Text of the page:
I Became Aware of My Anxiety. But Now What?

Beautiful casual bored or sleeping student woman by a desk.

One of the benefits of mindfulness is it helps deal with anxiety.

We have said earlier that: Mindfulness = Awareness.

It is a convenient way to understand mindfulness to think of it as awareness.

The question then becomes how does the awareness actually help in dealing with anxiety. This was highlighted by a question that one of student who suffered through anxiety, posed.

I became aware of my anxiety. But now what? I still feel anxious.

In this post I will try to explore the mechanism, how mindfulness or awareness can help you deal with your anxiety.

The claim is:

“Work on strengthening the awareness and work on bringing awareness to teh feeling of anxiety and your anxiety will gradually stop or at least it will stop being a problem for you.”

Following is a possible series of events and a possible mechanism how awareness can help with anxiety.

Building the muscle of awareness

You practice strengthening awareness by doing formal meditation practices and by informally practicing being aware from time to time.

You practicing bringing awareness to the feeling of anxiety as soon as you realize that you start feeling it.

Initially, you may not succeed. You will find that you may become aware of your anxiety just for a moment and next moment the awareness is gone.

Over a period of time, you may start noticing that you are able to bring awareness to the feeling of anxiety for a few moments.

Recognizing the composite nature of anxiety

If you continue to bring awareness to the feeling of anxiety, after a while you may notice that what you call the experience of ‘anxiety’ is not just an unpleasant feeling but there is thinking that also goes on along with the feeling of anxiety.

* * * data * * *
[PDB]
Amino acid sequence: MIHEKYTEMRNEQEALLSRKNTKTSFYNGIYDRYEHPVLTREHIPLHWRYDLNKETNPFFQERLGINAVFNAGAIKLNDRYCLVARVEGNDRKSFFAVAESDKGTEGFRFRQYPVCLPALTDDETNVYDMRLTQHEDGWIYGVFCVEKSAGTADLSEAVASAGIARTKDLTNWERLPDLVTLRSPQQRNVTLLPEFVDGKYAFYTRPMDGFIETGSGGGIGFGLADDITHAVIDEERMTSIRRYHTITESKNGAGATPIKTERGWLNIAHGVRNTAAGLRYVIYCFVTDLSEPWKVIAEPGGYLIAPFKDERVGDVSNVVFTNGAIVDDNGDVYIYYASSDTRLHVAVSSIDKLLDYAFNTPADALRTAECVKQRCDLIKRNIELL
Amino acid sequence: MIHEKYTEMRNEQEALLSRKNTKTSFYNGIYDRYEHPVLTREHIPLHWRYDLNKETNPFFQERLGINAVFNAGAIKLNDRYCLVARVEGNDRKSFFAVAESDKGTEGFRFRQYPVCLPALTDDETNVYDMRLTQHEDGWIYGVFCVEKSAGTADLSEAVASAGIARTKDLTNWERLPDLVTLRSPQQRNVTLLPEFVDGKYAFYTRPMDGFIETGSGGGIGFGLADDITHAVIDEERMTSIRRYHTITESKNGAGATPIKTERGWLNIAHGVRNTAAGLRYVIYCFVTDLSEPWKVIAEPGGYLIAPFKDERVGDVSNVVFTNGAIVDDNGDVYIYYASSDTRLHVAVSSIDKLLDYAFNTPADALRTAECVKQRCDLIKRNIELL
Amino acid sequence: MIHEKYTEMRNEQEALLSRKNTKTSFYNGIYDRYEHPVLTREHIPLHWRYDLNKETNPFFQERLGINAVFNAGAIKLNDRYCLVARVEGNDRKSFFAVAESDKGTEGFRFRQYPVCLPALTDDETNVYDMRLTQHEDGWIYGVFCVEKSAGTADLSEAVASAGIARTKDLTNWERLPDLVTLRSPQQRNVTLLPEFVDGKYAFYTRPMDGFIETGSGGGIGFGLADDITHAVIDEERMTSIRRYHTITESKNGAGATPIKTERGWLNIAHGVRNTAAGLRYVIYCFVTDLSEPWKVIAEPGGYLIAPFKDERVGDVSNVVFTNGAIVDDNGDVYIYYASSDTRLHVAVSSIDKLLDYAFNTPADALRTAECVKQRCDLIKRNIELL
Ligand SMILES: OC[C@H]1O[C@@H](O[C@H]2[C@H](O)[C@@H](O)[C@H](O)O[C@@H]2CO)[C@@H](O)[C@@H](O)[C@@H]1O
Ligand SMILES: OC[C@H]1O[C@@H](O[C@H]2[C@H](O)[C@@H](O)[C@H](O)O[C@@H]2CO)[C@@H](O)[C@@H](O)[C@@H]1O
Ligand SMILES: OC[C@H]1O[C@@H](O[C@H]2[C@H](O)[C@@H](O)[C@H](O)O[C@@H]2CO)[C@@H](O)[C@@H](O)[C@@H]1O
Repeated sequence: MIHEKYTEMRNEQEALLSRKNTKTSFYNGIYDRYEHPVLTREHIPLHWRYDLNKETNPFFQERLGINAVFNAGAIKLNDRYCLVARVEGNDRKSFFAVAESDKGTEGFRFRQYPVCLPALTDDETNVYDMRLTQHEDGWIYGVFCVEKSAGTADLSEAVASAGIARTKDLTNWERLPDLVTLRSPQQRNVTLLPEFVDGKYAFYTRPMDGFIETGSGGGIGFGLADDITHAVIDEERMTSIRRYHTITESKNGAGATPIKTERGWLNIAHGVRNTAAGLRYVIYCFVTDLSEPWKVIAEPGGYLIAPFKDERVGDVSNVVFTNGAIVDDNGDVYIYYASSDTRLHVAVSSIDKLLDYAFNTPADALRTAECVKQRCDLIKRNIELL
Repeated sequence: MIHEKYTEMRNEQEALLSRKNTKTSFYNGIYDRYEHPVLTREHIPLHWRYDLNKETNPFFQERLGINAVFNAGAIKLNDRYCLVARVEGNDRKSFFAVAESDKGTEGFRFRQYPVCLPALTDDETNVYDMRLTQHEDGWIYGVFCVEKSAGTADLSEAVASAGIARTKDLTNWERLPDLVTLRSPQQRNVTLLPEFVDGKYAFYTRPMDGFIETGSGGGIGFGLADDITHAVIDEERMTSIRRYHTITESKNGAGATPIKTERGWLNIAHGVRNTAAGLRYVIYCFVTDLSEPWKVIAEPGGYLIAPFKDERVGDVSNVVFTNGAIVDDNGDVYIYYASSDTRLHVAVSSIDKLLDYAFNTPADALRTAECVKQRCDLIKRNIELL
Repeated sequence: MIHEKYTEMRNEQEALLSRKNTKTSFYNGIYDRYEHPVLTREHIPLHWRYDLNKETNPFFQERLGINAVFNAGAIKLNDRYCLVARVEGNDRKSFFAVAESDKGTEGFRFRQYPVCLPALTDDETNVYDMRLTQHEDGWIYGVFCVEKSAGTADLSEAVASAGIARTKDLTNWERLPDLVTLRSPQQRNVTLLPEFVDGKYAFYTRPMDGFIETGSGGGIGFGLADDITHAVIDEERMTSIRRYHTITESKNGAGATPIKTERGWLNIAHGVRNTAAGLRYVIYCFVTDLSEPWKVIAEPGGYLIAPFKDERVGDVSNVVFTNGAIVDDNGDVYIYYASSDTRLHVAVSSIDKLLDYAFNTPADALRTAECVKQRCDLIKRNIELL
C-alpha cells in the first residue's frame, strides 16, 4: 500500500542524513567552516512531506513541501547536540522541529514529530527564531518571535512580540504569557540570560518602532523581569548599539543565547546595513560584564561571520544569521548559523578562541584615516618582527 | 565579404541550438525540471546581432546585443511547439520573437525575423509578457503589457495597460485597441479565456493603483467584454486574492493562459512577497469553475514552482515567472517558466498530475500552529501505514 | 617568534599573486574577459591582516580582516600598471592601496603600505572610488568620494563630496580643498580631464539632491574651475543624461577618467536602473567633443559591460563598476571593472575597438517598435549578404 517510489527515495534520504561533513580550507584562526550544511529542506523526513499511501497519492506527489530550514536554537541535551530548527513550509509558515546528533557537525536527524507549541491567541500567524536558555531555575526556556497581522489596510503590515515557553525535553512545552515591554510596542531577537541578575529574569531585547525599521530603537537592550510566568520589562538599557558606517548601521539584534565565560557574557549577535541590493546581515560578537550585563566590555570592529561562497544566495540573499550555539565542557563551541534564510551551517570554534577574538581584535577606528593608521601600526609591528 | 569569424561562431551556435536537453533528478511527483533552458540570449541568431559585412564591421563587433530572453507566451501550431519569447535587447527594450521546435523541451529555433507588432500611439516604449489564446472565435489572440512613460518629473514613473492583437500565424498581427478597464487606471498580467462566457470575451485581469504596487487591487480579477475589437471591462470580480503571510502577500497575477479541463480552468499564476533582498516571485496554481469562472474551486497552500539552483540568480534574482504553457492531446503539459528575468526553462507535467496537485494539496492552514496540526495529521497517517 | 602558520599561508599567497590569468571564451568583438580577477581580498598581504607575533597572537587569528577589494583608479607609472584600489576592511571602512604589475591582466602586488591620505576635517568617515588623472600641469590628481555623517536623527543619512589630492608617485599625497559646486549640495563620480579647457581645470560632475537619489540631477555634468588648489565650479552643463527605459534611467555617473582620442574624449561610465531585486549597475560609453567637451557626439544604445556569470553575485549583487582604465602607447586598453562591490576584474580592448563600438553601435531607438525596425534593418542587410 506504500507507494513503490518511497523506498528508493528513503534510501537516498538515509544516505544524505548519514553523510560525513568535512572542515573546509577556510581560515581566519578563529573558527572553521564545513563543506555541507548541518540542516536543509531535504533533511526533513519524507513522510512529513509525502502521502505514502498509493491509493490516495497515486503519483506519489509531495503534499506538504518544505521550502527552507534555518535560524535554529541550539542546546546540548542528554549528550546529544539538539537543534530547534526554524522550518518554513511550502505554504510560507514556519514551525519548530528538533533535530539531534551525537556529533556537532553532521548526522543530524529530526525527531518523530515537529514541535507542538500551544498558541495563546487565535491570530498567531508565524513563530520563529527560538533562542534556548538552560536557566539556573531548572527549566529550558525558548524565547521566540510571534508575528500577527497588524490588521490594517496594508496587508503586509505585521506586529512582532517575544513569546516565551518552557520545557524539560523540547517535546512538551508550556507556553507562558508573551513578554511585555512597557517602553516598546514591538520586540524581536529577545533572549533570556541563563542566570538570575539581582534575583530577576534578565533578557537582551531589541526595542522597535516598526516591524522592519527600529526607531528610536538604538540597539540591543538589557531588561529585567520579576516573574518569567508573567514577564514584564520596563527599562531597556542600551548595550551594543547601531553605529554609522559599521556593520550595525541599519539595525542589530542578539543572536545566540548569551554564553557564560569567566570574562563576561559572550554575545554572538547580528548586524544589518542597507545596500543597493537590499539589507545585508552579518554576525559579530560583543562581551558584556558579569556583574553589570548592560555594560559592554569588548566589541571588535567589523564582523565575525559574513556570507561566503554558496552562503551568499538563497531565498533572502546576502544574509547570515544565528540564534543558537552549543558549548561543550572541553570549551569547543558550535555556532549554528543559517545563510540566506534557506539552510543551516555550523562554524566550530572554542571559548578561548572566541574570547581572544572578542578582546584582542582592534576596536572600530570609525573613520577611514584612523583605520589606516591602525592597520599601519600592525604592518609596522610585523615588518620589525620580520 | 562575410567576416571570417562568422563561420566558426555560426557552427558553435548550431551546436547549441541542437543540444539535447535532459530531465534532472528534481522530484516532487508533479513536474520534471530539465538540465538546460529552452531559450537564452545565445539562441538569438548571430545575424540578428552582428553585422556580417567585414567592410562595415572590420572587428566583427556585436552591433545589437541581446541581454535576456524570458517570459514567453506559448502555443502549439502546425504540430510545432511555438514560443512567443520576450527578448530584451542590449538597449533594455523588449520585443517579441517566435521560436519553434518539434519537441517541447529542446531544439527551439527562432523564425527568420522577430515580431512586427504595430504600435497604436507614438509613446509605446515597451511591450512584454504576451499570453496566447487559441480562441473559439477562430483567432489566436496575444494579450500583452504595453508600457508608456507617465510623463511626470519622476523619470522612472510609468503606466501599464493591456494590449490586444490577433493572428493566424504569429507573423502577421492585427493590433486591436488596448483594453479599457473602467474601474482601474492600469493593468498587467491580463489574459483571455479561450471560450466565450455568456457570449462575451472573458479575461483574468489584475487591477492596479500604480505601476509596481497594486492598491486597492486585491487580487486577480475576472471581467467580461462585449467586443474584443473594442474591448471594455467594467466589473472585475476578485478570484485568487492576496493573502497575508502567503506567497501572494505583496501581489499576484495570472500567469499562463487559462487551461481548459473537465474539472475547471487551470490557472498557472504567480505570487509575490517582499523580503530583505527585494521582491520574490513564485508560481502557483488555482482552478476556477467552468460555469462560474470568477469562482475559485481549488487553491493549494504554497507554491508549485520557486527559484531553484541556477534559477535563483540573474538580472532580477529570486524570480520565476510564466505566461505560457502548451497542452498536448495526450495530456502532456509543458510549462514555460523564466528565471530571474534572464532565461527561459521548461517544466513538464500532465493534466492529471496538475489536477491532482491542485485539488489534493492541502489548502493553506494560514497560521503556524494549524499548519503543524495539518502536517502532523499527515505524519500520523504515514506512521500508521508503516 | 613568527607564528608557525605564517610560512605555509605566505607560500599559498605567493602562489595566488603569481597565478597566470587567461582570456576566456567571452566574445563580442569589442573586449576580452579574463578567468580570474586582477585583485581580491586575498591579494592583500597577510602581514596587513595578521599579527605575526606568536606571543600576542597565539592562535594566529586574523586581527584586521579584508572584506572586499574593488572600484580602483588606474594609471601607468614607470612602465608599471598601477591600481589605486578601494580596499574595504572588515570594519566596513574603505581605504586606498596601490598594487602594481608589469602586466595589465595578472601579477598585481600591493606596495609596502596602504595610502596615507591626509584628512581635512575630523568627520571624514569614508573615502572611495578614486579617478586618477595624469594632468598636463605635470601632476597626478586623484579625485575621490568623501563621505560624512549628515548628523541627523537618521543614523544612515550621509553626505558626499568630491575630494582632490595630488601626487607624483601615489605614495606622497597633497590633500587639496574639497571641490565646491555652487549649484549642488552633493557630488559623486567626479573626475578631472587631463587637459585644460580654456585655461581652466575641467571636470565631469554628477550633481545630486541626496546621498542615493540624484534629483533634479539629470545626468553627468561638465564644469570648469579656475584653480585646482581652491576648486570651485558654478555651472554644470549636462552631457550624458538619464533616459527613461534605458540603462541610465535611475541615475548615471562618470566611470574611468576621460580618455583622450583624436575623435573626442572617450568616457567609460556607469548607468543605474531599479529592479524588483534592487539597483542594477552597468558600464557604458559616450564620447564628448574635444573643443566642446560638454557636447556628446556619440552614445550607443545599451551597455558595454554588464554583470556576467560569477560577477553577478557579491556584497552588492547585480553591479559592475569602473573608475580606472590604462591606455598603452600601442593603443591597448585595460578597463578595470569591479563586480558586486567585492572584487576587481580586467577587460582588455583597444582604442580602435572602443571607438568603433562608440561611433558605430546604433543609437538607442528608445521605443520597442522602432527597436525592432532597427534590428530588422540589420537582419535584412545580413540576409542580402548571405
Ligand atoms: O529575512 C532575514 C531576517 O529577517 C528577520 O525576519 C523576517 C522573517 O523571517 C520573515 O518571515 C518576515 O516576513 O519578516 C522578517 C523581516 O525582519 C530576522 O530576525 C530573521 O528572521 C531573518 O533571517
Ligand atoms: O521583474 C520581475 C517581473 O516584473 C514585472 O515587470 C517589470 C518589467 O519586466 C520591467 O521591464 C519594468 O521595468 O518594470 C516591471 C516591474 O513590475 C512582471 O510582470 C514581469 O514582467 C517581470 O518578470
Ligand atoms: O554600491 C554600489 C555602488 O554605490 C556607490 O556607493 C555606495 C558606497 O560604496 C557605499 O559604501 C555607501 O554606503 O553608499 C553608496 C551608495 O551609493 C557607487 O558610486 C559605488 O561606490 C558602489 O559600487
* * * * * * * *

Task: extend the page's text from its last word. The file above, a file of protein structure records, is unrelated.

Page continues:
At times, there is a specific circumstance or a specific person that is the source of your anxiety. In that case, you may notice thoughts like.

  • “What if something bad happens.”
  • “What if you cross paths with the person that you dislike.”
  • “Why is this happening to me?”

At other times your anxiety may not have any evident source and it may just come about like that. In that scenario, you may notice thoughts like.

  • “When will this stop?” Or
  • “What if this doesn’t stop?”

There is a very clear unpleasant feeling of anxiety but there are thoughts as well.

Continuing to observe anxiety with awareness, you will notice that besides the unpleasant feeling of anxiety and thoughts there are physical sensations that are also present. You may feel specific sensations in your stomach or your chest or in your head. You may feel it somewhere else.

You may feel specific sensations in your stomach or your chest or in your head. You may feel it somewhere else.

With awareness you may realize that what felt like a monolithic experience of unpleasantness is really a composite.

  1. There is the distinct unpleasant feeling of anxiety.
  2. There are thoughts.
  3. There are physical sensations.

At this stage, the unpleasantness is till there. It still makes you suffer. It is still a problem. But you are investigating the phenomenon of anxiety and this investigation will soon start to bear fruits.